Meaning of “zebra” in the English Dictionary

british dictionary

"zebra" in British English

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zebranoun [ C ]

uk /ˈzeb.rə/ /ˈziː.brə/ us /ˈziː.brə/ plural zebras or zebra


  • A zebra baby can walk about 15 minutes after it’s born.
  • Although scientists don’t yet know the exact reason for the pattern, one theory is that when many zebras run together in a group, they make a pattern which is visually confusing.
  • Another theory suggests that zebra stripes are actually very effective in hiding the animal in long grass because lions are in fact colorblind!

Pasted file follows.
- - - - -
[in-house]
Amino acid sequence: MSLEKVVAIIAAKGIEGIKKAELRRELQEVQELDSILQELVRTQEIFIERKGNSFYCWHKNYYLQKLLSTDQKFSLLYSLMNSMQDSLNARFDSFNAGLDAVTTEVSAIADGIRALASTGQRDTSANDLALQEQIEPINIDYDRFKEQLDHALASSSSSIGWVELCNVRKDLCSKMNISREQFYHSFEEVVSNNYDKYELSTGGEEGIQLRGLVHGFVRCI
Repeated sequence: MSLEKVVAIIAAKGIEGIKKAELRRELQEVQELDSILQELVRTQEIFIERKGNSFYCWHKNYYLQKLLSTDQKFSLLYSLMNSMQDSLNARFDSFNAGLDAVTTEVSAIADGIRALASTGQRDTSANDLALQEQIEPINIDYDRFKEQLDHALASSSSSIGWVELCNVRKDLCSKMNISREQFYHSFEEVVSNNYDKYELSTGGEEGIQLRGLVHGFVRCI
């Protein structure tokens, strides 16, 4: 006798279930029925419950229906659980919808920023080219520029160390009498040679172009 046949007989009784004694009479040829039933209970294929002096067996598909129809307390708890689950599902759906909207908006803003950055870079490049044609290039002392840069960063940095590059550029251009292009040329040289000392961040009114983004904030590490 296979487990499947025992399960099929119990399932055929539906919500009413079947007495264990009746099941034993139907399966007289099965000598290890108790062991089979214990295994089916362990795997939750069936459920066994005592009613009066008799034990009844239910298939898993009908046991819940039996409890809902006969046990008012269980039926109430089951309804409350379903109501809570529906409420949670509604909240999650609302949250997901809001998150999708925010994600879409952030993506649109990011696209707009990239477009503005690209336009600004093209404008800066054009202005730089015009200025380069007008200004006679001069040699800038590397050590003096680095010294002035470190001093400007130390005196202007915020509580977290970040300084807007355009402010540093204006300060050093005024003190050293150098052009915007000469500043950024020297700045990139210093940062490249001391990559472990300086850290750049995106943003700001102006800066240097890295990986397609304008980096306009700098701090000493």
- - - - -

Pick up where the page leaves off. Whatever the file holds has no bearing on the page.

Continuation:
• But baby zebras can run and stay near their mother and the other adult zebras.
  • It looks like a kind of horse or zebra, but it’s not related to either of them.
  • Lions love to eat baby zebras.
  • So, a zebra’s stripes help it to survive.
  • This makes it difficult for predators, such as lions, to identify one zebra to attack.
  • Zebras have black and white stripes.

(Definition of “zebra” from the Cambridge Advanced Learner’s Dictionary & Thesaurus © Cambridge University Press)

"zebra" in American English

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zebranoun [ C ]

us /ˈzi·brə/ /ˈzeb·rə/

an African wild animal that looks like a horse but has black and white or brown and white lines on its body

(Definition of “zebra” from the Cambridge Academic Content Dictionary © Cambridge University Press)